Hundreds of people rallied against what an organizer called “gender ideology” near three west-end Ottawa schools Friday, as hundreds more joined a counter-protest in support of transgender rights.
Police arrested five people in connection with the protests but wouldn’t share more information about why.
The protest against gender identity being taught in schools was organized by activist Chris Elston, while community groups Horizon Ottawa and Community Solidarity Ottawa mobilized the counter-protest.
Police closed a stretch of Broadview Avenue in Westboro between Carling Avenue and Tillbury Avenue and divided the crowd into several groups along the street.
Ottawa Centre MPP Joel Harden said on Twitter that he was punched while counter-protesting.
“I’ll take a punch for queer and trans youth any day,” he said.
Federal NDP Leader Jagmeet Singh said in a tweet that he’s proud of Harden, and that LGBTQ people, including kids, are being targeted by what he called “angry and hateful extremists.”
“Governments must step up to protect the queer and trans community,”
Notre Dame High School is located on the section of the street closed by police, and Broadview Avenue Public School and Nepean High School are located another block away.
The Ottawa-Carleton District School Board urged the protesters to move their demonstrations away from the schools.
“Adults should never make children and youth feel threatened or intimidated. Protests that are intended to provoke students, staff, families and/or community members to generate attention or social media traffic are completely unacceptable,” the board said in a press release ahead of the planned protest.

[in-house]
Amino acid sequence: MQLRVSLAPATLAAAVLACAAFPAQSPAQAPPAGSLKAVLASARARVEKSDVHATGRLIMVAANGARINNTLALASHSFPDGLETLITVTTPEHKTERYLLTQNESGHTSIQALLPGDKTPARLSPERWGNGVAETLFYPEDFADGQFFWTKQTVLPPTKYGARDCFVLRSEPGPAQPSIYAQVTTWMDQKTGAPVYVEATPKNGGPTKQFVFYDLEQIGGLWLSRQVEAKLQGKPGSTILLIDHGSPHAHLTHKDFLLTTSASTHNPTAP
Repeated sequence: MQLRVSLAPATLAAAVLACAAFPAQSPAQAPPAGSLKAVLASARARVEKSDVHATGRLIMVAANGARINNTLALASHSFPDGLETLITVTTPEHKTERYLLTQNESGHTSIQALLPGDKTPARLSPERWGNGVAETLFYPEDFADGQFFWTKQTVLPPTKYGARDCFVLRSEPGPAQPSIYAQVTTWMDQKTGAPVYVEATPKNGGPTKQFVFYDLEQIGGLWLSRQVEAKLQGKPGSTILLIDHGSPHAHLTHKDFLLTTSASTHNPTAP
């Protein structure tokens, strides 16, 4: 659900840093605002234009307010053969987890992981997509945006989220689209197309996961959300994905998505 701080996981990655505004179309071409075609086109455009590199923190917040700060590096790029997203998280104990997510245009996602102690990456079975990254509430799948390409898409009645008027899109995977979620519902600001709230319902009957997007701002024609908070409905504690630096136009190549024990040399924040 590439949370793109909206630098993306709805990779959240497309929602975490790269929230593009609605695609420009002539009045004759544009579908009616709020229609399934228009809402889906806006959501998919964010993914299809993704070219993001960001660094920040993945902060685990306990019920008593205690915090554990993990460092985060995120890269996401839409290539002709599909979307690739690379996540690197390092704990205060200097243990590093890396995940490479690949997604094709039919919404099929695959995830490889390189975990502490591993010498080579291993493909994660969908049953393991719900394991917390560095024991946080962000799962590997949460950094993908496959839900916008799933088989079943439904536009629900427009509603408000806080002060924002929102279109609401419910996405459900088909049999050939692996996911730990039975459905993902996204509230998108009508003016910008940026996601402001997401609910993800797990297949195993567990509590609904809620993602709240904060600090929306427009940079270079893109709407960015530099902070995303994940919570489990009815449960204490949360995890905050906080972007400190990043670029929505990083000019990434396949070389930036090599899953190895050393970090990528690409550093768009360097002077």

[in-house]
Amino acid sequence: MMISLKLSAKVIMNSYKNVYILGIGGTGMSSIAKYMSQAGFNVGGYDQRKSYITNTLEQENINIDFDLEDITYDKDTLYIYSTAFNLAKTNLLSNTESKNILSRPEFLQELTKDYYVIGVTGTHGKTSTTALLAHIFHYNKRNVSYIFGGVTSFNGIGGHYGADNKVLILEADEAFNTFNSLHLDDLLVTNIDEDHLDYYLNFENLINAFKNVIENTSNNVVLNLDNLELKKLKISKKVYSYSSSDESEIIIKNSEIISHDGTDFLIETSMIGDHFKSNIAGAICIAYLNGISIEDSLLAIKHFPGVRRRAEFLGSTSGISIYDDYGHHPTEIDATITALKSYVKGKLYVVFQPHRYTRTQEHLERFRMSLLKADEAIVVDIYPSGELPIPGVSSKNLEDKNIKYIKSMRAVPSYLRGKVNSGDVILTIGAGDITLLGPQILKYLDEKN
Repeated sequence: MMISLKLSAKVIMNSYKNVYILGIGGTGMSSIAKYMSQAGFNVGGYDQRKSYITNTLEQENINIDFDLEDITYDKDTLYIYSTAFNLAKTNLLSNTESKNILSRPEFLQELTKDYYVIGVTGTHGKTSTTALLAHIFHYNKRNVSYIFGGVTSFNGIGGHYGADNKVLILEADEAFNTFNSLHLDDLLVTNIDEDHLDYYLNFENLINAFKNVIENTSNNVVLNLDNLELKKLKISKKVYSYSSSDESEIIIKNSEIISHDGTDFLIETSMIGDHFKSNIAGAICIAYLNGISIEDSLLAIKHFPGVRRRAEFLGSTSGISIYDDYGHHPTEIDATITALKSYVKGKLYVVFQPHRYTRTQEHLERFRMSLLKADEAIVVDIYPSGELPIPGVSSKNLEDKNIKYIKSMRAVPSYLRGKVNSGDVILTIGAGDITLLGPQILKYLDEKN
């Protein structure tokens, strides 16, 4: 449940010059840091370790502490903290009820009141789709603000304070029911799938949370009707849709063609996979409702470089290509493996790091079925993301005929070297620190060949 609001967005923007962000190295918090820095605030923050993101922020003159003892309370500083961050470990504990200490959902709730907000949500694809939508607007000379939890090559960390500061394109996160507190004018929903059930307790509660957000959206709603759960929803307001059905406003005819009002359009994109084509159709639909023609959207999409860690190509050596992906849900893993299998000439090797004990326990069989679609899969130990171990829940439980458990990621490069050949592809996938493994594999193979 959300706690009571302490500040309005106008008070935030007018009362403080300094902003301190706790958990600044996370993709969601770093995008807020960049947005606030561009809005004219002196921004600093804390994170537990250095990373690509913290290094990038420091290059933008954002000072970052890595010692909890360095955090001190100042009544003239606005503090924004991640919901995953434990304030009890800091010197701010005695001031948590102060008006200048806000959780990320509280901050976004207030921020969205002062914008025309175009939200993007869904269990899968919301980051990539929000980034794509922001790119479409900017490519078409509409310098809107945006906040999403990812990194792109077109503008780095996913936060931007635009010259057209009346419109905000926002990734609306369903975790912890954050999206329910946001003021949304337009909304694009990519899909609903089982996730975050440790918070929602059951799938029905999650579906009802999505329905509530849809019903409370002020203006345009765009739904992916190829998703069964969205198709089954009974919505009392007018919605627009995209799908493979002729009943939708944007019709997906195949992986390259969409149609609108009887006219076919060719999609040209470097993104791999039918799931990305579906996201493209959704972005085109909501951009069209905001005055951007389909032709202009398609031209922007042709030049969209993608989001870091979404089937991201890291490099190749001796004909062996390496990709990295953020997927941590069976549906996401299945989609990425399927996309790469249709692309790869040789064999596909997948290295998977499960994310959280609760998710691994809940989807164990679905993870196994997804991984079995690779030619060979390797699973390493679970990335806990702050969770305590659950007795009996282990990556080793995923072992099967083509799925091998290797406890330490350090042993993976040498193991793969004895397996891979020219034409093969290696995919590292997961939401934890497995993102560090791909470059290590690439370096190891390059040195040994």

Alex Silas, PSAC’s regional executive vice-president for the National Capital Region, said he’s concerned about Elston planning a demonstration near schools.
“It really raises doubts about a group that, I think it goes without saying, but it’s a group that is literally targeting children,” said Silas.
Elston, also known as Billboard Chris, is from British Columbia and has been taking his views against the teaching of gender identity in schools on a tour across North America.
Emily Quail, an organizer of the counter-protest and mother of a child at Broadview Avenue Public School, said the support from the community in the counter-protest “fills my heart,” and that sticking up for transgender rights is more important than ever amid a rise in anti-LGBTQ hate.
“There is no acceptable place for this and the only way to correctly counter fascism is by showing up like this on the street and telling them (that) we outnumber them,” said Quail.
“We will not let them spread their transphobic, fascist ideology anywhere, here or anywhere else, and that starts with community strength and that’s what I’m really proud to see today.”
Neighbourhood resident Tris Harrison said he has two kids who attend Broadview Avenue Public School, one in kindergarten and another in Grade 2.
Harrison said while he respects protesters’ democratic rights, the demonstrations are unfair and disruptive to the children in nearby schools.
“I don’t want my (kids’) school used as a prop,” he said.
“Is this fair to a seven-year-old?”